I think when you grow up Black in a predominately poor white area in America, there’s a certain austerity you are made to adopt towards your suffering that can transform gaslighting into the everyday state of being alive. Rural wiggers have a different attitude towards suffering. Tiffany Willoughby-Herard describes it as a condition of having been, “a waste of white skin.” This white “vulnerability” (if one is willing to grant such a name to such a thing) produces an integrity boost to the Black body that is almost purely aesthetic in nature. By this I mean, the Black comes to feel themselves having improved in their lot and toil by a ‘hallucinatory whitening’ that emerges from a proximity to whiteness as an aesthetic value despite the very real existence of vulnerability that constitutes these ‘waste of white skin.’ The abyss, that Fanon describes as being between himself and Sartre (and there is at least a gap between that of Sartre and the rural wigger) is an abyss that the Black becomes austere towards in the ethos of his white ‘contemporaries.’ In the name of calling the struggle, ‘our struggle’ the Black bites their tongue, picks themselves from up by their bootstraps, and vows to make something out of the nothing that, economically speaking, has not shifted drastically from the hood they left to the cul-de-sac they live in, in terms of poverty. It is the way in which hallucinatory whiteness equates whiteness to ‘safety’ and ‘upward mobility’ that causes the Black who ‘moves up’ in American society by moving next to poor white people to develop an austerity towards their experiences of anti-Blackness itself. It is not that anti-Blackness is dead to these austere types. It is that anti-Blackness gets understood to be the duty of the Black to ‘overcome.’ Overcoming anti-Blackness becomes the Black’s ‘job.’ This confusion of their labor dereliction with their dereliction of genre results in both an anti-Black and anti-Poor demeanor on behalf of the Black. It is a demeanor which allows for an economic advance to be equated with overcoming anti-Blackness through a “hallucinatory whitening” that serves to equate the logic of white vulnerability with its own. Rural wiggers “know” that ultimately it is money alone, and the psychic trauma of never-having-had money, good money, that separates them from the haves. They are white trash precisely because they have not cashed in on their birthright – The World. What’s worse is that many have often failed intergenerationally to ‘cash in’ on this birthright endowed to them by the God of productivity (a Protestant ethic, indeed). ‘White trash’ holds a kind of scarring of lack, of not having, which often leads to filling the void with drugs, sex, and hip hop. Yeah, rock and roll too. But, lots and lots of hip hop. In Eminem, they found their icon but more than anything they just love “real” hip hop. Something that can speak to their ‘condition.’ We might say then that ‘white trash’ is a kind of ‘hallucinatory blackening’ of the white body. The syntagmatic connections between drugs, money, sex, trash, Blackness and black music envelopes the wigger in a web of anti-Blackness that is purely hallucinatory. A convinced white man saying: “I say the N word because I grew up round dat.” Here ‘dat’ functions to unconsciously justify his association of himself with denigration through the medium of Blackness. The rural wigger imagines himself as a nigga, a ‘dat.’ “I am white and denigrated, I’m a nigga too.” But what this anti-Blackness speaks, the “hallucinatory whiteness” of the Black disavowals despite the trepidations of the job. For the Black with ‘hallucinatory whitening’ going out into the World and being at risk of being murdered by the State is just ‘part of a day’s work.’ But the trauma of not-having-had is not the same trauma as the trauma of never had been able to be and only some suffer both.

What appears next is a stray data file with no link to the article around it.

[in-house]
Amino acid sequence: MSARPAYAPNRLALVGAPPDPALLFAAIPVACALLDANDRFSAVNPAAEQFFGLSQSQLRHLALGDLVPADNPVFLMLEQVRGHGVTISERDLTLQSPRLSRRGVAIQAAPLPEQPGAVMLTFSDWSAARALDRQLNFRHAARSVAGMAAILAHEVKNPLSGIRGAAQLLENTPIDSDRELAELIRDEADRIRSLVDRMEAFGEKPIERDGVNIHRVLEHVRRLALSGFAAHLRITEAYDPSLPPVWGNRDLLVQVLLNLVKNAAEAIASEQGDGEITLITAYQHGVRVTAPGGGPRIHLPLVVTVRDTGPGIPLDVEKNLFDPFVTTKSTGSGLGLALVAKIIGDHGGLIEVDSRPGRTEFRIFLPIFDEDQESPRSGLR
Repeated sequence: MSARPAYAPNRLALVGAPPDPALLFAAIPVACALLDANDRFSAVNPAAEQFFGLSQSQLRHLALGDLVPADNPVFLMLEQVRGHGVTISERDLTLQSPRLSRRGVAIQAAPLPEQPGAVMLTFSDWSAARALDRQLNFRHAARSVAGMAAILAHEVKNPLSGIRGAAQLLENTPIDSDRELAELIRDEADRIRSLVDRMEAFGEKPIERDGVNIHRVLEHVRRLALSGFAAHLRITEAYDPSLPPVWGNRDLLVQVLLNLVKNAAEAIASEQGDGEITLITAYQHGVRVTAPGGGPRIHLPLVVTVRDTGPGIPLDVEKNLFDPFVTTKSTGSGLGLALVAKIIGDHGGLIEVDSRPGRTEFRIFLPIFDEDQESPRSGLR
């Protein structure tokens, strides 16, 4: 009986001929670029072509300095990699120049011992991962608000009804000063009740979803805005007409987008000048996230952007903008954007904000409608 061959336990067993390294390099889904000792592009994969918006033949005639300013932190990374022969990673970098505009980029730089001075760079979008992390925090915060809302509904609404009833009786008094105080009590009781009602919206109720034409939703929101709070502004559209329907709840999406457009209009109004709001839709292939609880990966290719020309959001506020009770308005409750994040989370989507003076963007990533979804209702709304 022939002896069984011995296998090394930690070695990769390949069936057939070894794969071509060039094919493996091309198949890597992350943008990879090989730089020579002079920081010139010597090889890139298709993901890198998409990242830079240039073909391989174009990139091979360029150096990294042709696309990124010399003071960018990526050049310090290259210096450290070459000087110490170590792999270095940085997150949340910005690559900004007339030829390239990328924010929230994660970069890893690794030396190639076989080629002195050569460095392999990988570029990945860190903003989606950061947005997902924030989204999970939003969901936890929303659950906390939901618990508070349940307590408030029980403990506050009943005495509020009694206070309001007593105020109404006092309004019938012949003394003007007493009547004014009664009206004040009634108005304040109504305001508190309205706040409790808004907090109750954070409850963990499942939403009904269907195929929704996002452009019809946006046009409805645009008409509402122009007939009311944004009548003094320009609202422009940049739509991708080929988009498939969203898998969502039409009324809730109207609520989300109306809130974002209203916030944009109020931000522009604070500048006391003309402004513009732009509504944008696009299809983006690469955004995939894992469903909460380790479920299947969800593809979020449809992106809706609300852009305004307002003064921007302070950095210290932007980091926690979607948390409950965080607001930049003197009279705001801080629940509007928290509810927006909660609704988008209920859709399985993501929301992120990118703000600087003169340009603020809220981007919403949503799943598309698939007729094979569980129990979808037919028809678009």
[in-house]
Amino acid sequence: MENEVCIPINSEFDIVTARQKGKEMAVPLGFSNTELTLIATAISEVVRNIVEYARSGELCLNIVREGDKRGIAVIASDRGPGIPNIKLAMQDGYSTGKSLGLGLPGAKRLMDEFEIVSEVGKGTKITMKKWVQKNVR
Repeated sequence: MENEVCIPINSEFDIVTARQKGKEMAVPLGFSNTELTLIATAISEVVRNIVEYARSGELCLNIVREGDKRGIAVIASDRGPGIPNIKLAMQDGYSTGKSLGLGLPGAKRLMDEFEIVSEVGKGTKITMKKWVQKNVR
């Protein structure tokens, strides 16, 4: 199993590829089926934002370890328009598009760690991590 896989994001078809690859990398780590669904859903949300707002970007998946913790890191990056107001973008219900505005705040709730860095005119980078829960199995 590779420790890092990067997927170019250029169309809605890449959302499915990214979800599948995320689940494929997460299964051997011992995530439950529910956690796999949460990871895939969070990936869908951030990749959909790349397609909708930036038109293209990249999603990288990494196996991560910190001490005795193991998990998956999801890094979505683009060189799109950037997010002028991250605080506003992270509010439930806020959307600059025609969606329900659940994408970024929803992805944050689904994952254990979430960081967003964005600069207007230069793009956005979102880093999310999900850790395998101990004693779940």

Whose World is this anyway?